This project supports the creation of a framework to produce "dynamic variorum" editions of classics texts that enable the reader to automatically link not only to variant editions but also to relevant citations, quotations, people, and places that are found in a digital library of more than one million primary and secondary source texts. The project team includes members from Tufts University, the University of Massachusetts, Amherst, Imperial College, London, and Mount Allison University.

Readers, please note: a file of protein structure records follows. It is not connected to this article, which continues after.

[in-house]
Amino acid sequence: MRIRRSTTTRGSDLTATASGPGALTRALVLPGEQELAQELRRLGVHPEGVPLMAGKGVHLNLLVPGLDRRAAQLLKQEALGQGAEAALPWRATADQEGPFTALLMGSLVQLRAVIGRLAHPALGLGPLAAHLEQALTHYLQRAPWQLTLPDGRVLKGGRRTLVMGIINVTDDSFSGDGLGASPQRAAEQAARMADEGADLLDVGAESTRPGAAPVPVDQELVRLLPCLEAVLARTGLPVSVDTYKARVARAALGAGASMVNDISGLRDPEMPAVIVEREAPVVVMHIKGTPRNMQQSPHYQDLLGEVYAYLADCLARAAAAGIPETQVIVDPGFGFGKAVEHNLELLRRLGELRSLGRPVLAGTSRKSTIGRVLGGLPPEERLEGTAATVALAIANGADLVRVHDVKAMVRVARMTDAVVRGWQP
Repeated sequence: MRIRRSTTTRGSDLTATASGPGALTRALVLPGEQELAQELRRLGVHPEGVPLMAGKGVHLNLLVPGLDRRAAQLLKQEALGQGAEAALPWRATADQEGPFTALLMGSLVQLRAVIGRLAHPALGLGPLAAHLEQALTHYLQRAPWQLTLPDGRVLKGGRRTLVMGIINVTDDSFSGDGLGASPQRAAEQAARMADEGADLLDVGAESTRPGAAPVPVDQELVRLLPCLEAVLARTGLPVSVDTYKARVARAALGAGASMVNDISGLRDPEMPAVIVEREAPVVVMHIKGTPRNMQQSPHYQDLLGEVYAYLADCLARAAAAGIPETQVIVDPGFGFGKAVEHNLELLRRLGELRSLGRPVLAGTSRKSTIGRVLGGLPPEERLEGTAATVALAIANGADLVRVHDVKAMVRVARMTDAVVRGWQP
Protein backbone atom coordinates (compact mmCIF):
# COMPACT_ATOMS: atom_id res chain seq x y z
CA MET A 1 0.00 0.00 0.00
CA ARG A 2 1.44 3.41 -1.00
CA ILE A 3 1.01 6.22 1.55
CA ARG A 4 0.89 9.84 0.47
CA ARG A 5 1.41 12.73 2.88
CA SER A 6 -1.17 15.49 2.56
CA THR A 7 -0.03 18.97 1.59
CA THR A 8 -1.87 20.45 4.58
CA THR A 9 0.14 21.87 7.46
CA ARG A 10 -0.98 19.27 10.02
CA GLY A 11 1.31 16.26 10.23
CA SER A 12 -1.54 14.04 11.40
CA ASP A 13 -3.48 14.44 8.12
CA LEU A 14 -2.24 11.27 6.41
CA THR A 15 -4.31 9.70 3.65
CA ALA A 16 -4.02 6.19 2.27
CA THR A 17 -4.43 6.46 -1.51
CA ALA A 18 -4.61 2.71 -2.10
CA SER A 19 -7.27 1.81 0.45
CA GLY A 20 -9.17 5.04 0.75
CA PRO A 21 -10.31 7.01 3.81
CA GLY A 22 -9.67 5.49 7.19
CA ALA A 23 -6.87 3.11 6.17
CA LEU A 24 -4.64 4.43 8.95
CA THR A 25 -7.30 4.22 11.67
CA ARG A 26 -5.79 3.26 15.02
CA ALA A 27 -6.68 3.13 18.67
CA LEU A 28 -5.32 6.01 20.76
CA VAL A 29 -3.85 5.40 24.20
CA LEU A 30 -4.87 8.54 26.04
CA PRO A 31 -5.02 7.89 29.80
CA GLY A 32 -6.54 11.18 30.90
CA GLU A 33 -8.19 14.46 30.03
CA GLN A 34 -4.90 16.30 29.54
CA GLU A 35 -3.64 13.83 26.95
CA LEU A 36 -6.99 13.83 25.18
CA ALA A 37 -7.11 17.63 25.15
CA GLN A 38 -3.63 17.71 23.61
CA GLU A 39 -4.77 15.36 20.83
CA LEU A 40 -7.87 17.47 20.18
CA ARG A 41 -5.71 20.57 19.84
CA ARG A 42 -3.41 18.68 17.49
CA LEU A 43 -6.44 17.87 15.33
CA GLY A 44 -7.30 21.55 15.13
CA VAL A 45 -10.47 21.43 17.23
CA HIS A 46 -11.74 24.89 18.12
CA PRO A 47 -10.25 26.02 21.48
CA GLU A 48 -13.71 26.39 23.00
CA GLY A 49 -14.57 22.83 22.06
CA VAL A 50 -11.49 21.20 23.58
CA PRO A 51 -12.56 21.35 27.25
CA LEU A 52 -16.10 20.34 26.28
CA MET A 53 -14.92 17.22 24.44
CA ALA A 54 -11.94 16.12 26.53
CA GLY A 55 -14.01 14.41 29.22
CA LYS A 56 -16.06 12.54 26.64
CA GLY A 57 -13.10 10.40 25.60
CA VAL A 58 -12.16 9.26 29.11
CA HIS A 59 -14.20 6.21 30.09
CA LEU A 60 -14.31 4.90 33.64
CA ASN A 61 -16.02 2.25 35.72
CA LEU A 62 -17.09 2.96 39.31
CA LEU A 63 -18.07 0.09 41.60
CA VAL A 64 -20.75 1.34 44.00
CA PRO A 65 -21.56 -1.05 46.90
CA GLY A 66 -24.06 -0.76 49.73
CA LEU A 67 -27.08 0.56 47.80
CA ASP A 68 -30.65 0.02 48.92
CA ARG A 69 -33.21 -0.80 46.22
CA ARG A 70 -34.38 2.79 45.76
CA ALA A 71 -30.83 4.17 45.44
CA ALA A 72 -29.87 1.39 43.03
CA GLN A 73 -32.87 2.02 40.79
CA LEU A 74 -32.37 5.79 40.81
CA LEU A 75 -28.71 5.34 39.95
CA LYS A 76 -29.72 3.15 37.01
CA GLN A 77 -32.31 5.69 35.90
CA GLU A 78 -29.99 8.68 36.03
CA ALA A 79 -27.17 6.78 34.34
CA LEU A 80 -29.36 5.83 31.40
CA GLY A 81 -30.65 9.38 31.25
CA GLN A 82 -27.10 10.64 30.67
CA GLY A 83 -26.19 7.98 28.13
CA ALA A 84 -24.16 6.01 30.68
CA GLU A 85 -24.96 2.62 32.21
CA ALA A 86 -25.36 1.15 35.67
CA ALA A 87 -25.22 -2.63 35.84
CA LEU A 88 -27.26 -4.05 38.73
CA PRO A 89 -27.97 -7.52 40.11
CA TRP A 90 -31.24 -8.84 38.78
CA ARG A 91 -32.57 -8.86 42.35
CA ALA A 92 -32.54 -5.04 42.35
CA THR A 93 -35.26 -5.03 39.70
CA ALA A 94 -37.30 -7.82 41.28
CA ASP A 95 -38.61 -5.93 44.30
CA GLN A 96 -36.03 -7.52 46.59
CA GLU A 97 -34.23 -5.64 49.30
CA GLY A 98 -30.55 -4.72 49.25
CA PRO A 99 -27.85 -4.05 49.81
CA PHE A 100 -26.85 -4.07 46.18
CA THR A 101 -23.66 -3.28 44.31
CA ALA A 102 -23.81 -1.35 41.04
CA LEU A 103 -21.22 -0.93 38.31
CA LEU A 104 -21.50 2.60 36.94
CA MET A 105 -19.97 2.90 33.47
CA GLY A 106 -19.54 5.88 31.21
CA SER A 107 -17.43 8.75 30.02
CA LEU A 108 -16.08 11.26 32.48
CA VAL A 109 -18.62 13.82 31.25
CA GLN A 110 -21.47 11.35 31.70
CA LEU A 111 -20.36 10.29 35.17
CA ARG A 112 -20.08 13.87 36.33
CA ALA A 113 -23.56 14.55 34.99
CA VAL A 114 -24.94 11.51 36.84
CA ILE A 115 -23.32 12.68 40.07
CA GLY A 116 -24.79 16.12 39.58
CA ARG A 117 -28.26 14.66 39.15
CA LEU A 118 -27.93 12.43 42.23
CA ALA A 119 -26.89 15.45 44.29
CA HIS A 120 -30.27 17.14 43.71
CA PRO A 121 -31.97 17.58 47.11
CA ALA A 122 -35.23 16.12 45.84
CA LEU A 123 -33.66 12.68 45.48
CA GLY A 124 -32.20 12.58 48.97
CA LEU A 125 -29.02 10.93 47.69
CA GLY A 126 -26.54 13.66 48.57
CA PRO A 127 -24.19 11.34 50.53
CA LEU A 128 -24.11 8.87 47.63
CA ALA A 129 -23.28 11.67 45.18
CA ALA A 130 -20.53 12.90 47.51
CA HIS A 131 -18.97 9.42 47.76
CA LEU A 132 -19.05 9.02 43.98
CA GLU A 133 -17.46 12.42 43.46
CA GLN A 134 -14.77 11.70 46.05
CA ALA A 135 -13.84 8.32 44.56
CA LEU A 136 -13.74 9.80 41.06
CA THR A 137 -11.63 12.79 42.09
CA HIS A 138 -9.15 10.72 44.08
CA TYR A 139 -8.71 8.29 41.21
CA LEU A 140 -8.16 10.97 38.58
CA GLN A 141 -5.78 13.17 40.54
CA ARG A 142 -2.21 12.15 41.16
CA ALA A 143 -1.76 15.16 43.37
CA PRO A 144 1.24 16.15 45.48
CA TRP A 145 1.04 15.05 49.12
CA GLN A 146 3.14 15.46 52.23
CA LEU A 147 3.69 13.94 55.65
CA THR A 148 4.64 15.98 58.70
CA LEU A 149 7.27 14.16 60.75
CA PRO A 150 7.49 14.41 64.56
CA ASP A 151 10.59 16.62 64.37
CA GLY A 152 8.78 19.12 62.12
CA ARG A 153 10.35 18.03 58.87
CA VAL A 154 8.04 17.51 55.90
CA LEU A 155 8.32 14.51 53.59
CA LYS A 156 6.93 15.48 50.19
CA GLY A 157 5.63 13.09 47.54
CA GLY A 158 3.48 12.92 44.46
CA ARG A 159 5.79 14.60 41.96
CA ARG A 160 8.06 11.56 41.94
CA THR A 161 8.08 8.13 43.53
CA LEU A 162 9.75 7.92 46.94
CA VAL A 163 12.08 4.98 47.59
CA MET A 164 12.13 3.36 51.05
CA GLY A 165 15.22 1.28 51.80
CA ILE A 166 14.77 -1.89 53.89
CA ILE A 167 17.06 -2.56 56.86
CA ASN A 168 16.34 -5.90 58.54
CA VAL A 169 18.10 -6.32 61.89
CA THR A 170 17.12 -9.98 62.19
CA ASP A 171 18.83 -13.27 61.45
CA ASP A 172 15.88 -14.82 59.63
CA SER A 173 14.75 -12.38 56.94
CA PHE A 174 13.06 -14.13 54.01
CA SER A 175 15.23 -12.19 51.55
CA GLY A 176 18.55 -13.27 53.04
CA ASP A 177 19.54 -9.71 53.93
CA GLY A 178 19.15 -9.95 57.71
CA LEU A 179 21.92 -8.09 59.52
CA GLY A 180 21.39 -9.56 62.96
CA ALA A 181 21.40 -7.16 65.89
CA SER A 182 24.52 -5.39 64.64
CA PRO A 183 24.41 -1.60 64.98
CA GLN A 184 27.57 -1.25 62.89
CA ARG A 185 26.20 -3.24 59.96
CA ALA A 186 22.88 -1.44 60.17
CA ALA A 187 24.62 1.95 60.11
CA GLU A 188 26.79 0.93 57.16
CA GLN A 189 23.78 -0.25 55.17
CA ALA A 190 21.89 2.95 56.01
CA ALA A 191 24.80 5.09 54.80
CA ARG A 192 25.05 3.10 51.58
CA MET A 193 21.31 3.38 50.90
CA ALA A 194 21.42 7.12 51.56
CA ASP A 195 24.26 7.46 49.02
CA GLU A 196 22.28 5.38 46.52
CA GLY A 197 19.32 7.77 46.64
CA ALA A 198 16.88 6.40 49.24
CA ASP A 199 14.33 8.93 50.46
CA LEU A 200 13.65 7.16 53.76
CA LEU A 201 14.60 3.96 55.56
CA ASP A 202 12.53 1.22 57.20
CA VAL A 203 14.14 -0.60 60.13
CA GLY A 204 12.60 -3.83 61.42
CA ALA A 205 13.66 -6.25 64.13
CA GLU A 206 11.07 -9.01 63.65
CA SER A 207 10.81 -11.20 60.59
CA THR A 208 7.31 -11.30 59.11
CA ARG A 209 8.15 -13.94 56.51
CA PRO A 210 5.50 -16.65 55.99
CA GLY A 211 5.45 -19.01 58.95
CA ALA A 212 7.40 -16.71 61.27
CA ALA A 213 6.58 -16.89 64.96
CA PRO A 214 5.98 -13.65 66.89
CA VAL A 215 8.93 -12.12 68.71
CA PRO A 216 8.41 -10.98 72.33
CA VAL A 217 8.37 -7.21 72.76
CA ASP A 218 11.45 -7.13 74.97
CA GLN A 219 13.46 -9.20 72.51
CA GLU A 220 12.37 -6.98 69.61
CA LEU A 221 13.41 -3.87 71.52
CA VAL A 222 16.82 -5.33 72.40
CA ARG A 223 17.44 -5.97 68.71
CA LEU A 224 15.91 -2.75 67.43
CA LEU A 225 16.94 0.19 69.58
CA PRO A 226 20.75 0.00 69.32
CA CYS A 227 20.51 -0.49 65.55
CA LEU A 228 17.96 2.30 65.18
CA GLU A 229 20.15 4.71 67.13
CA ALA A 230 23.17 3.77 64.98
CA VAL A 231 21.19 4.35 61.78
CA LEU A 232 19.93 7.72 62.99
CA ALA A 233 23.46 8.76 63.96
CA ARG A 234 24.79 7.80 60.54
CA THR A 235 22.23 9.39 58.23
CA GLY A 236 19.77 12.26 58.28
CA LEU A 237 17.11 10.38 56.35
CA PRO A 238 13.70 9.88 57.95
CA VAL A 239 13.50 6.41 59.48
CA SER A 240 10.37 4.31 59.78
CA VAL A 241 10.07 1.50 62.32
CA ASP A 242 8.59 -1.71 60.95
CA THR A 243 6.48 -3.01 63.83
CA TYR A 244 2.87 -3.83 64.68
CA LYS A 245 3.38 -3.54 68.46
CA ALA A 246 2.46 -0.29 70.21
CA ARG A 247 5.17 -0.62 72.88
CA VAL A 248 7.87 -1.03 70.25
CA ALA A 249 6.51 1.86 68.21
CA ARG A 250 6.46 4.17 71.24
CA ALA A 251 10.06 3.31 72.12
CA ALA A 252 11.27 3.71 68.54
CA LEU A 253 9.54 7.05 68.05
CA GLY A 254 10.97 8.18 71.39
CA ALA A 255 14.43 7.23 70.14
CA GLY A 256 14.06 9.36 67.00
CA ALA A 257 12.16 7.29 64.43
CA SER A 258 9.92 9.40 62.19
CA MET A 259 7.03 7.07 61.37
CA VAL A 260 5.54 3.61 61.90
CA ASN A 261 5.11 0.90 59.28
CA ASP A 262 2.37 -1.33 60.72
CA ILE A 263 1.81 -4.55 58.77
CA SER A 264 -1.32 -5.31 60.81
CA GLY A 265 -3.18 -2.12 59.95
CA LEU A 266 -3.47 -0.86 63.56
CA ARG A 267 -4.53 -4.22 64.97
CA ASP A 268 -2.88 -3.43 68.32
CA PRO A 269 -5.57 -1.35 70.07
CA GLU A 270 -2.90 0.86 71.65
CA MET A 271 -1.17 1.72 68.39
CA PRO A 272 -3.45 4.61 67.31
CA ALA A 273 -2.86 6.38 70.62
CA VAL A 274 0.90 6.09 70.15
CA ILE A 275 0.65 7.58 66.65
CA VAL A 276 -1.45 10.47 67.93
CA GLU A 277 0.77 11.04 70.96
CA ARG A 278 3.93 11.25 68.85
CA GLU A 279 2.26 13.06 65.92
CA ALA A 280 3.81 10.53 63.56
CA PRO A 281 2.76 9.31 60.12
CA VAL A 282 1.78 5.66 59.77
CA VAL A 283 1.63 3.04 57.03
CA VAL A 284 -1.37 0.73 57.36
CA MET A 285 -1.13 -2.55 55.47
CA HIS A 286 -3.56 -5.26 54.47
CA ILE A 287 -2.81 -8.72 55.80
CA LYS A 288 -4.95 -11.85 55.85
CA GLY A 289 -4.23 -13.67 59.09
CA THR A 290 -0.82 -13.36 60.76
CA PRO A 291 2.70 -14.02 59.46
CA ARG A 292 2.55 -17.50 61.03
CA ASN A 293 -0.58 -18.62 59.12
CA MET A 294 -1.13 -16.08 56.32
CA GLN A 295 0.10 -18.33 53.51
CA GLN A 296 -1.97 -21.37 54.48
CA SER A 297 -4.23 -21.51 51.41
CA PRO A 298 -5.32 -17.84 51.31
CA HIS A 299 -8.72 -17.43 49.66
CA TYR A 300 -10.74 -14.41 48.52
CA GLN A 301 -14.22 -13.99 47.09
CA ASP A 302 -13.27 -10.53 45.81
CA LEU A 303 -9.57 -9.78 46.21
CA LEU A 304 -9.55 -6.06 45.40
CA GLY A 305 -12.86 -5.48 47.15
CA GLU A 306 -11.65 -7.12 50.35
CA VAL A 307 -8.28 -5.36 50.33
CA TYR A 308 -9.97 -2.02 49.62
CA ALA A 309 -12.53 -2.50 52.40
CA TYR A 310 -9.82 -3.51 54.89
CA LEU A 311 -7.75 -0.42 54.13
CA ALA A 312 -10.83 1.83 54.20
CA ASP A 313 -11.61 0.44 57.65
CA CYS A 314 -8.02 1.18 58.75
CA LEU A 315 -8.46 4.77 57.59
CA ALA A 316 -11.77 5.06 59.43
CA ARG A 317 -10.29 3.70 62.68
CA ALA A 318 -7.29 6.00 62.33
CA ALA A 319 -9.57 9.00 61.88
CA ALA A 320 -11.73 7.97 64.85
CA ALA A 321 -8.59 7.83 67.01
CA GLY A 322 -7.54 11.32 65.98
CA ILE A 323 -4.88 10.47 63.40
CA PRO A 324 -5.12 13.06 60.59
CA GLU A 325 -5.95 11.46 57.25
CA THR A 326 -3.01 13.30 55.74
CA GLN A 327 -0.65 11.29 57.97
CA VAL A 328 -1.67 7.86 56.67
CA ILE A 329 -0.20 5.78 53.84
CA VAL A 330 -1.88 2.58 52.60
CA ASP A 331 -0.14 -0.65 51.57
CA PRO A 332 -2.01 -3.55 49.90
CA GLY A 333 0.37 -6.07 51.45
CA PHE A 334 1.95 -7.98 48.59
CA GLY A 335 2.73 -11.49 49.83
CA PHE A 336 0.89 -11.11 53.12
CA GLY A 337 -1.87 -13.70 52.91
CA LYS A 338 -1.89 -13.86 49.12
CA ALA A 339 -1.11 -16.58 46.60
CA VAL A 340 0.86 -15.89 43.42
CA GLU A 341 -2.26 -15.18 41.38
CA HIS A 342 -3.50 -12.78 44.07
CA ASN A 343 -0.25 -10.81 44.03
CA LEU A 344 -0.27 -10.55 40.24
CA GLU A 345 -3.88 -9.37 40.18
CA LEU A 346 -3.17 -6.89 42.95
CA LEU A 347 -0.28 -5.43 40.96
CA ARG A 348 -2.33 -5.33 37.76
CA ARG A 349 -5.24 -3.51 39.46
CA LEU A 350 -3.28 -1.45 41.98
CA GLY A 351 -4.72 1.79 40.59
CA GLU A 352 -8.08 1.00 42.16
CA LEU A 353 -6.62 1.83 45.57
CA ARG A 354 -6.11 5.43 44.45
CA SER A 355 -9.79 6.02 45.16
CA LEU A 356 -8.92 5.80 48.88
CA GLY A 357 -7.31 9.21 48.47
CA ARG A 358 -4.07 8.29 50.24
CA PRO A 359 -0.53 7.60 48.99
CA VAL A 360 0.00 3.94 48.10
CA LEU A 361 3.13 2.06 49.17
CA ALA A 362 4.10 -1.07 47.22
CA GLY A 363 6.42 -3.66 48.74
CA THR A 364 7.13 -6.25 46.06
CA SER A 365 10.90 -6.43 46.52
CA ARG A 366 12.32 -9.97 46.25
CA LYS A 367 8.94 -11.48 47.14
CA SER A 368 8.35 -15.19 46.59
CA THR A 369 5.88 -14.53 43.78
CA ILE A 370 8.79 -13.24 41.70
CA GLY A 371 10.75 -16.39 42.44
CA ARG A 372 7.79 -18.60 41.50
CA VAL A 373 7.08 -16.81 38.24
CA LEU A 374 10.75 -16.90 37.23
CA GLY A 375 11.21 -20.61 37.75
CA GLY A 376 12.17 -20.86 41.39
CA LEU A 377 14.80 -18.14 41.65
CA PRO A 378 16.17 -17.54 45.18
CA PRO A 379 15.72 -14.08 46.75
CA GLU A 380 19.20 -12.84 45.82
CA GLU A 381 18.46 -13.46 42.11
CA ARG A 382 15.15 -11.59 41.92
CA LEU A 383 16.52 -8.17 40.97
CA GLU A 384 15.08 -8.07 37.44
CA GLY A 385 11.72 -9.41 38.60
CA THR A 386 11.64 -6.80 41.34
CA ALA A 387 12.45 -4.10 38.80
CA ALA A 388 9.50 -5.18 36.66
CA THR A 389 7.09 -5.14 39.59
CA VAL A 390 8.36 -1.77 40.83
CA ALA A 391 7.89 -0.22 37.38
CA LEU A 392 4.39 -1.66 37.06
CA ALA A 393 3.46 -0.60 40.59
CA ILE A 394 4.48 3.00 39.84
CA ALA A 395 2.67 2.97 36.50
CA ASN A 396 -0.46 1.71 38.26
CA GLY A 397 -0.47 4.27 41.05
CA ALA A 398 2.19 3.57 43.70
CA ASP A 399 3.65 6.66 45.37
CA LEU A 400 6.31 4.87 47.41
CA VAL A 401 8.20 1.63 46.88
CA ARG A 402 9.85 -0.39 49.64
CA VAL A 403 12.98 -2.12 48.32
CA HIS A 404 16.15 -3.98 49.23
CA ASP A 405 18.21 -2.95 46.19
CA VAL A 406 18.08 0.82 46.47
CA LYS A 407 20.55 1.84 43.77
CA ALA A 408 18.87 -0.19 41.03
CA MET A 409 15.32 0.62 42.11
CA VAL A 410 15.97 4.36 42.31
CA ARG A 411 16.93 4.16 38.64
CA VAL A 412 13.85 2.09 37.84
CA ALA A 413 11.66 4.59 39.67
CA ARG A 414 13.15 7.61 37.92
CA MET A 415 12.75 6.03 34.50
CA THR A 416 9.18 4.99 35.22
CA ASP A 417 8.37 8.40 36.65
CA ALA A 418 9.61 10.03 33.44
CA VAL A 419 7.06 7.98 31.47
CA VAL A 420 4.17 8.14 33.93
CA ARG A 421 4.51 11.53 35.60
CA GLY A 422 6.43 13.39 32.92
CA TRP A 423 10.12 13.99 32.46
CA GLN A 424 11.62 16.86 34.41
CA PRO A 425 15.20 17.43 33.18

Building upon collaborations between computer scientists and classicists across three countries, we propose to build a framework that combines emerging technologies and large collections to provide for every surviving Greek and Latin author scalable, sustainable information that can exceed the breadth of traditional bibliographic databases for an entire field and the depth of traditional variorum editions for individual authors and works. We can furthermore identify patterns in the changing reception of and scholarship about Greco-Roman antiquity with greater power and flexibility than was feasible with traditional methods. The work proposed here will demonstrate and analyze the significance of these new methods. Our hypothesis, based on years of development with smaller collections, is that we can now see a wholly new generation of services that better address the most traditional goals of scholarship, are customizable to the needs of far broader audiences, and are much more practical to maintain over time.